Chinese banks received instructions Monday telling them to halt business with North Korea and strictly implement U.S.-led sanctions approved by the United Nations (UN). Sources told Reuters that banks received a document from the central bank telling them to stop providing financial services to new North Korean customers and to wind down loans with existing customers.
“At present, management of North Korea-related business has become an issue of national-level politics and national security,” according to the document seen by the sources. “Our bank is fulfilling our international obligations and implementing United Nations sanctions against North Korea. As such, we refuse to handle any individual loans connected to North Korea.”
The instructions also came with a warning to those who do not enforce the UN Security Council Resolutions, specifically economic losses and reputational risks. The UN Security Council unanimously voted to approve two new rounds of resolutions pushed by the Trump Administration.
The first came after intercontinental ballistic missile tests and the other after Pyongyang conducted the sixth and most powerful nuclear weapons device.
President Donald Trump praised China after reports revealed its banks are halting business with North Korea, a move that comes after he has repeated called on President Xi to do more to isolate Kim Jong Un’s dictatorship.
“We appreciate it,” President Trump said Thursday.
The U.S. president also signed an executive order Thursday targeting nations who trade with North Korea, calling it a “powerful” new tool aimed at isolating and de-nuclearizing the regime. On Tuesday, President Trump addressed more than 150 international delegations at the UN General Assembly for the first time, laying out the tenets of what he calls principled realism.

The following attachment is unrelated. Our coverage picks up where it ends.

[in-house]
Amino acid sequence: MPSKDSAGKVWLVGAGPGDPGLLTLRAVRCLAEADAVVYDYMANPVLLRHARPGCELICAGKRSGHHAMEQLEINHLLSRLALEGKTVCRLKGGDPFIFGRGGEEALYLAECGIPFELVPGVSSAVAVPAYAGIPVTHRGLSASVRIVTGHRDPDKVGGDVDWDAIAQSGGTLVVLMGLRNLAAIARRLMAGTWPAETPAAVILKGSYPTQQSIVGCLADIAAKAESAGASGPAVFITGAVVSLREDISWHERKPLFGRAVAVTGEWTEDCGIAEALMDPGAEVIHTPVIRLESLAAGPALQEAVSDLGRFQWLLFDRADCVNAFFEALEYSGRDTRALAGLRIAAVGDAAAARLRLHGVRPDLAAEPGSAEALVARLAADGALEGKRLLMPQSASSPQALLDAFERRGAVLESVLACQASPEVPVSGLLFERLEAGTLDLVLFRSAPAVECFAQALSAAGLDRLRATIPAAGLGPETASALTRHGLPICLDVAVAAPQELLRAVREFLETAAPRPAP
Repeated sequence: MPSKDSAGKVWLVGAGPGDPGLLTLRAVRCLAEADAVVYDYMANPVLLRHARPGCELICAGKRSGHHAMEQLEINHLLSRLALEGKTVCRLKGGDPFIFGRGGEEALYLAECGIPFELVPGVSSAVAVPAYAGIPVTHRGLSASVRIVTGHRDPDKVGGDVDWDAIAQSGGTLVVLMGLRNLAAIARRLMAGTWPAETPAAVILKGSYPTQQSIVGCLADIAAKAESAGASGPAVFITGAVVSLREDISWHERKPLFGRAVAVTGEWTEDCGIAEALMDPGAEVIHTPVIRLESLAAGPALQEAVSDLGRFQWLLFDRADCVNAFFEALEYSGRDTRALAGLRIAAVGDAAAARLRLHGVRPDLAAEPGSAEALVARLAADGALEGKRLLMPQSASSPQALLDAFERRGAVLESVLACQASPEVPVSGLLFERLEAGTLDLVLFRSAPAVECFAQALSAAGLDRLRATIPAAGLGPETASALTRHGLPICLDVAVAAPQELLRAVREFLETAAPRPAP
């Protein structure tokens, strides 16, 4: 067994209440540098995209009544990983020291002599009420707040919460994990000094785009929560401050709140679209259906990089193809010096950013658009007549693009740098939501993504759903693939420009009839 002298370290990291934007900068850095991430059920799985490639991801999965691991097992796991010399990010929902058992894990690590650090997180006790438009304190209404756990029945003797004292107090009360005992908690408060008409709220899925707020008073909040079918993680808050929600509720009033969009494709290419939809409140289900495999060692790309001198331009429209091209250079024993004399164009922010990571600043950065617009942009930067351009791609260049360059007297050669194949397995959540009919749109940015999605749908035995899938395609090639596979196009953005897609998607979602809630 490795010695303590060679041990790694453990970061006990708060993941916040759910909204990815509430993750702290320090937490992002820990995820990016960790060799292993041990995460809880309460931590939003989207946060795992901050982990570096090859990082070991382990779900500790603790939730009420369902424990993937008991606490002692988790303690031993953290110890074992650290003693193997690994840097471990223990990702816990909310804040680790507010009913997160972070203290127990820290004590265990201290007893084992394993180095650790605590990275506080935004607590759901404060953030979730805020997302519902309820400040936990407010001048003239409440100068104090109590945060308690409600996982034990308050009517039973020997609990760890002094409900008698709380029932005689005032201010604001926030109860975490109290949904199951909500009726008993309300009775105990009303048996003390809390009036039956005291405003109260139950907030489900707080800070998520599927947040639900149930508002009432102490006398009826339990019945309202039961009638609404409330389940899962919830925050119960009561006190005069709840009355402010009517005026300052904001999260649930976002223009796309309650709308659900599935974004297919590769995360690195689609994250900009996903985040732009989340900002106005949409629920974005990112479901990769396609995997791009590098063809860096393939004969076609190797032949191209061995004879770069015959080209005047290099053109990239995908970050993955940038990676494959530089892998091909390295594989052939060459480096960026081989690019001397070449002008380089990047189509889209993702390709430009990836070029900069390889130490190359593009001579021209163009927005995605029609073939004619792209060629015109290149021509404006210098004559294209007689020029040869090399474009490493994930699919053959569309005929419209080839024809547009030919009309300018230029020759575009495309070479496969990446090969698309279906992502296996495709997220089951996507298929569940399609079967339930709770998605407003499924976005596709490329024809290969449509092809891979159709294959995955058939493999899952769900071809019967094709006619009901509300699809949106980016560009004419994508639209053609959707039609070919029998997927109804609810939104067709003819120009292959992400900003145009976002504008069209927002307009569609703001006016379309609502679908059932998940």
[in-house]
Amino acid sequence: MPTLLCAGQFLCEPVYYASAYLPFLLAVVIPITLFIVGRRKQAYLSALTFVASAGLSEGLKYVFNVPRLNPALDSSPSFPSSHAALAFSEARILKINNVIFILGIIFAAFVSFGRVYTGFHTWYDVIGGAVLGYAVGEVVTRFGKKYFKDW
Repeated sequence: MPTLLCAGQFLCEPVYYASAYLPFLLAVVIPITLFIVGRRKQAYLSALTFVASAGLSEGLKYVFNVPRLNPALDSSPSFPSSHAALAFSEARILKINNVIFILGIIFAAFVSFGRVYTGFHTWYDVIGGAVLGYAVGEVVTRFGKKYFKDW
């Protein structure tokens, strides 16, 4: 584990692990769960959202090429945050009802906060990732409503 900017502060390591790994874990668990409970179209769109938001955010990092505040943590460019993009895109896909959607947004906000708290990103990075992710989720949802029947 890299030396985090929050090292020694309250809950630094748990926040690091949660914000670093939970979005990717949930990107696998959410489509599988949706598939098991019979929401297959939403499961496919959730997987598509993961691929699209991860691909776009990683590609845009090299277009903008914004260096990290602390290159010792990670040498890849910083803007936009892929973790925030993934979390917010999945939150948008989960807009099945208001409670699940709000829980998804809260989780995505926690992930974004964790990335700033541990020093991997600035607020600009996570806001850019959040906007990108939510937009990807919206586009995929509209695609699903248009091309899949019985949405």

“It is unacceptable that others financially support this criminal rogue regime,” President Trump said. “Foreign banks will face a clear choice. Do business with the United States, or facilitate trade with the lawless regime in North Korea.”
He argued that North Korea’s ballistic missile and nuclear weapons programs threaten the entire world and called out cheater nations who violate unanimously passed UN Security Council resolutions imposing embargoes and trade restrictions on Pyongyang.
“It is an outrage that some nations will trade with the country and arm supplies to the country,” he said, warning if the regime continues to threaten the U.S. and to destabilize East Asia, the Trump Administration would be prepared to use overwhelming force.
“We will have no choice but to totally destroy North Korea.”
Meanwhile, South Korea’s relatively new liberal government on Thursday approved $8 million in supposed humanitarian aid to North Korea, a move allies and critics say will send a mixed signal to Pyongyang and the world.
Son Kim-ju, a lawmaker and spokesman of the opposition People’s Party, told The Associated Press the announcement is “badly timed.”
“The international community is strengthening sanctions and pressure against North Korea and even [President Moon Jae-in] is in the United States to strengthen international coordination against the North Korean problem,” Son said. “If our government contradicts itself and beats to a different beat, it won’t be able to gain the approval of its own people, let alone other countries.”